PAOLO Di Canio will need another of those famed green jackets such was the scale of rainfall at Dean Court. Maybe some new shoes, too.

It’s never boring when di Canio is around and those with a clear view of his ranting, waving and gesticulating would have been royally entertained, although the sideshow is often more absorbing than the main event when it comes to the fiery Italian.

Not so here.

Both sides made a mockery of the conditions during an intriguing and stirring final 20 minutes that saw Swindon snatch a point from the jaws of defeat.

Di Canio celebrated like he had won the World Cup, leaping up and down in the flooded technical area after Andy Williams had found the net in the 85th minute. That is his way.

But the Italian knew this was a point gained. Eddie Howe’s face told a wholly different story.

Howe is aware his team can ill-afford many more draws, with this their fourth since he returned to Dean Court in October.

For every point dropped, the upper reaches of League One appear further away. Howe alluded to as much in his post-match thoughts and Cherries are now 10 points adrift of the automatic promotion places.

This result did extend Cherries’ unbeaten run to 18 matches – equalling the benchmark set by the likes of Tommy Heffernan and Tony Funnell in 1982.

It is a magnificent achievement, albeit one Howe found it hard to be enthused about. His weekend was ruined when Williams scored the equaliser.

The Cherries manager rightly refused to point the finger of blame for the goal at goalkeeper David James.

The 42-year-old charged from his penalty area to save at the feet of Chris Martin after he had miscued a free kick deep inside the Cherries half.

The ball spilled into the path of Wes Fogden and Eunan O’Kane, who both had good opportunities to clear, but Fogden gifted the ball to Williams.

Despite Steve Cook’s attempts to recover the situation on the line, Williams held his nerve and sidefooted the ball home as James dived in vain to his right. The visiting fans expressed their glee with chants of ‘One David James’.

After the game had been left in doubt at half-time due to the relentless rain, the result was always likely to be influenced by an individual mistake, or, in James’s case, a risk that failed to pay off.

But Howe was right not to single out James. Prior to the goal, he had been outstanding.

He did well to push Tommy Miller’s drive over the crossbar after just three minutes as the heavens opened.

He then smothered Martin’s effort early in the second half, before sticking out a leg late on to deny Matt Ritchie.

His opposite number, Wes Foderingham, also stood up well in the deluge.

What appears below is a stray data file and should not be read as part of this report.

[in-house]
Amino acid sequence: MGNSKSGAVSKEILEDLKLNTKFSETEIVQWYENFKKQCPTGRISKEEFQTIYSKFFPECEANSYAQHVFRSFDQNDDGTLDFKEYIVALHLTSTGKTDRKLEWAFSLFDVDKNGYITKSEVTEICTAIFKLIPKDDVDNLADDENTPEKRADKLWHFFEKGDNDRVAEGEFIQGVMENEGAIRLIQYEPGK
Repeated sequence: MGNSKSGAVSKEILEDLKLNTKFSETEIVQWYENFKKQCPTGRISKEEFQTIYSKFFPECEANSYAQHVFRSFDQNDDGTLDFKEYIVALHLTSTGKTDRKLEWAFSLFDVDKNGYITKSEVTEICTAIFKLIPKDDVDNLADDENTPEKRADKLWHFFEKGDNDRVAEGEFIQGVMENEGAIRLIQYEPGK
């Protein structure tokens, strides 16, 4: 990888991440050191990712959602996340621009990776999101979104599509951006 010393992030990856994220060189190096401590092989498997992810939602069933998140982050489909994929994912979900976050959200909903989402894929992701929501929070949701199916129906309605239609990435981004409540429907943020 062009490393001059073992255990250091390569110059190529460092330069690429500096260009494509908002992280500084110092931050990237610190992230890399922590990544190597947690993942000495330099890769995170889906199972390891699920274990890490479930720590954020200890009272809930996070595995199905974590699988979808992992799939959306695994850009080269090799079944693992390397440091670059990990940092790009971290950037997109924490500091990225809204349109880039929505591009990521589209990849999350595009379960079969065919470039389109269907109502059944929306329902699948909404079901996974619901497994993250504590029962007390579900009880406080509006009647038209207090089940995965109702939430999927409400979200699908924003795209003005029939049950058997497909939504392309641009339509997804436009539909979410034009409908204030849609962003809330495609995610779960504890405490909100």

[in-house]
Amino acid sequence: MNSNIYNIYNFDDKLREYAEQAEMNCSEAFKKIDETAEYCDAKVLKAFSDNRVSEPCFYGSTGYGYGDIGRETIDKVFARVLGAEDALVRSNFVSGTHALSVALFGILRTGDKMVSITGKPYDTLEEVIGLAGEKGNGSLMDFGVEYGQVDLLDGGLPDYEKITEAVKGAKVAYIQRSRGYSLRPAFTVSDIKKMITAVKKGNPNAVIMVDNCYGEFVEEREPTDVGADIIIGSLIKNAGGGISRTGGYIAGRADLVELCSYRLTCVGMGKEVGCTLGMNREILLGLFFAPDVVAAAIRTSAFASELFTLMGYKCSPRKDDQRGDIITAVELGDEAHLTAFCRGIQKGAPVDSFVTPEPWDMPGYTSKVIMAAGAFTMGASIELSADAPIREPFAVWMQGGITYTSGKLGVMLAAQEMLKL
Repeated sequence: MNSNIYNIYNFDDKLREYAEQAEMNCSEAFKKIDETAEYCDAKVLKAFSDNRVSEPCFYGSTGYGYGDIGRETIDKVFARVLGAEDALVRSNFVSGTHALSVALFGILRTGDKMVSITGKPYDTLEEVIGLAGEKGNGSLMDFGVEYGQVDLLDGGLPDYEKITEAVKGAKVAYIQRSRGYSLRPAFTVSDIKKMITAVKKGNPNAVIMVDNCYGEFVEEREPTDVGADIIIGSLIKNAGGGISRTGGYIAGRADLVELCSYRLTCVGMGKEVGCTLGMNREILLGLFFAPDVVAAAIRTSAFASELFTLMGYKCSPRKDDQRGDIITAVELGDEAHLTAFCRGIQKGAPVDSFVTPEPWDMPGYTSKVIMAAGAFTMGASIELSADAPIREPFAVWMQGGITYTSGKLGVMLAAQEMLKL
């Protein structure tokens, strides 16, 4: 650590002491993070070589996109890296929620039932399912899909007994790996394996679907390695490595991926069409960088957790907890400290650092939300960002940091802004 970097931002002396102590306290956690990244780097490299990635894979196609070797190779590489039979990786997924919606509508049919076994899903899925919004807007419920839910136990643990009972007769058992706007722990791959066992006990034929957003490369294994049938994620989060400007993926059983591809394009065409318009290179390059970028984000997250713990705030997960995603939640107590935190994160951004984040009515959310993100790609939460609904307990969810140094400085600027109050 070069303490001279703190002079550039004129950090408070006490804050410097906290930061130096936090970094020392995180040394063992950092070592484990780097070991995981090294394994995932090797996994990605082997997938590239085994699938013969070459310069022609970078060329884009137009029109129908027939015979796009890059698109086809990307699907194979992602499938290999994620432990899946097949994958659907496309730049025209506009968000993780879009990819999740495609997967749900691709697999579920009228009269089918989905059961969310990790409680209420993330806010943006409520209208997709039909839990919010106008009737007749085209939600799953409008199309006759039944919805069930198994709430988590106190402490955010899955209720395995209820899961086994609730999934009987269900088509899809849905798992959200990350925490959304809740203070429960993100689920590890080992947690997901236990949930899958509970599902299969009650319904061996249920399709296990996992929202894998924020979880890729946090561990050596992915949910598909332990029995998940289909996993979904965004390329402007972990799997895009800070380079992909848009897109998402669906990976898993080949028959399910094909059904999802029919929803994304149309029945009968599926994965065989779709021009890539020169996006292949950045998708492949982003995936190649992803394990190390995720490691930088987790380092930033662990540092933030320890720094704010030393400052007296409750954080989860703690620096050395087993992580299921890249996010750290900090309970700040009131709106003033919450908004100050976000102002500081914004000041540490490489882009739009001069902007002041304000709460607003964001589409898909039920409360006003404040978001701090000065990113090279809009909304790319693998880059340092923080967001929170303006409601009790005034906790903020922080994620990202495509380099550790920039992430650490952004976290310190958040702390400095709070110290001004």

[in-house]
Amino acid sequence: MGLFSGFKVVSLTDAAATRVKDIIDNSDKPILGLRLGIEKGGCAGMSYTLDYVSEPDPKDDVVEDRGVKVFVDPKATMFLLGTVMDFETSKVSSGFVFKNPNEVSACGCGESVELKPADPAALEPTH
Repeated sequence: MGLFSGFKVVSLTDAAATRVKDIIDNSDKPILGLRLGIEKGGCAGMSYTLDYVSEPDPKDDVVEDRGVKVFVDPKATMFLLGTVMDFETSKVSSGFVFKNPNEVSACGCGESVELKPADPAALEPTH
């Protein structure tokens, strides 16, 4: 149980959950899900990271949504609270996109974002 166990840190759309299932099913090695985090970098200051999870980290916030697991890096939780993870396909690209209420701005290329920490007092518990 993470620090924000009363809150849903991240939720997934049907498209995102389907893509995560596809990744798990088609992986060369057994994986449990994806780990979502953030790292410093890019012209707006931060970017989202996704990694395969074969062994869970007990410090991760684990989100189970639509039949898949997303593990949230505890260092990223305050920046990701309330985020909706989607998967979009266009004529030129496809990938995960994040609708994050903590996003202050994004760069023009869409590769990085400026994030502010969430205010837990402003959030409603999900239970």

Foderingham dived at full stretch to push Brett Pitman’s second-half strike around the post and also brilliantly kept out Lewis Grabban’s point-blank header. Both goalkeepers also came away with credit for the way they dealt with constant back passes from their defenders.

There was little Foderingham could have done about Cherries’ opener in the first half.

Having dominated early on, Howe’s men took a deserved lead thanks to a wonderful strike from Harry Arter.

The Swindon defence failed to clear the danger in the 26th minute and the ball spilled to Arter on the edge of the penalty area. He took a touch, shimmied to his left and fired |past Foderingham into the far corner.

It was the first goal conceded by Swindon for four games.

Ten minutes later, it should have been 1-1. James Collins took advantage of an error from Cook and took aim with James stranded and the goal gaping.

Somehow, though, he managed to blaze wide. Di Canio was even more incandescent than normal. The home fans took their chance to goad the Italian.

With the playing surface graduating from slick to sticky, referee Phil Gibbs extended the interval by five minutes to allow the Dean Court ground-staff to work on a worrying patch of standing water around the halfway line.

The spiking and rolling did just enough to satisfy Gibbs and it was game on.

The longer the second half wore on, the more Di Canio raged. At one stage, the Italian was square in the face of fourth official John O’Brien after a dubious corner decision from Gibbs. Cue more laughter from the Main Stand.

Howe countered his rival with gentle encouragement directed at his players who, with the clock ticking past 66 minutes, had rarely looked in any kind of danger and were creating chances.

The status quo changed, however, when James was forced to make that key reaction save from Ritchie.

And although Foderingham at the other end denied Pitman, ultimately Swindon will feel Williams’s goal five minutes from time and a point was a fair representation of their efforts.

Match facts and Echo merit marks

Cherries: James 7.5, Francis 7, Cook 7.5, Elphick 8, Daniels 7.5, McQuoid 7 (Fogden, 73), Arter 8 (Hughes, 84), O’Kane 8*, Pugh 7.5, Pitman 7 (Thomas, 74), Grabban 7.5.

Unused subs: Tubbs, McDermott, Partington, Jalal (g/k).

Booked: Thomas.

Robins: Foderingham, N Thompson, Devera, Ward, McCormack, Ritchie, Miller (Ferry, 75), Hollands, Roberts (De Vita, 65), Collins (Martin, 55), Williams.

Unused subs: Flint, Navarro, A Rooney, Bedwell (g/k).

Booked: Williams, Ward.

Attendance: 8,777 (including 1,374 |visiting supporters).

Referee: Phil Gibbs (West Midlands).

Star man - Eunan O'Kane

It would be easy simply to hand this award to Harry Arter after his wonderful first-half goal and creative impetus throughout.

But this performance proved beyond all doubt that O’Kane can do the dirty work as well as the pretty stuff.

Playing in a deeper role, O’Kane was on hand to clear the danger on several occasions as well as being the catalyst, often playing through Arter, for many of Cherries’ best attacking moves.

O’Kane has become a massive player for Eddie Howe in the past few weeks.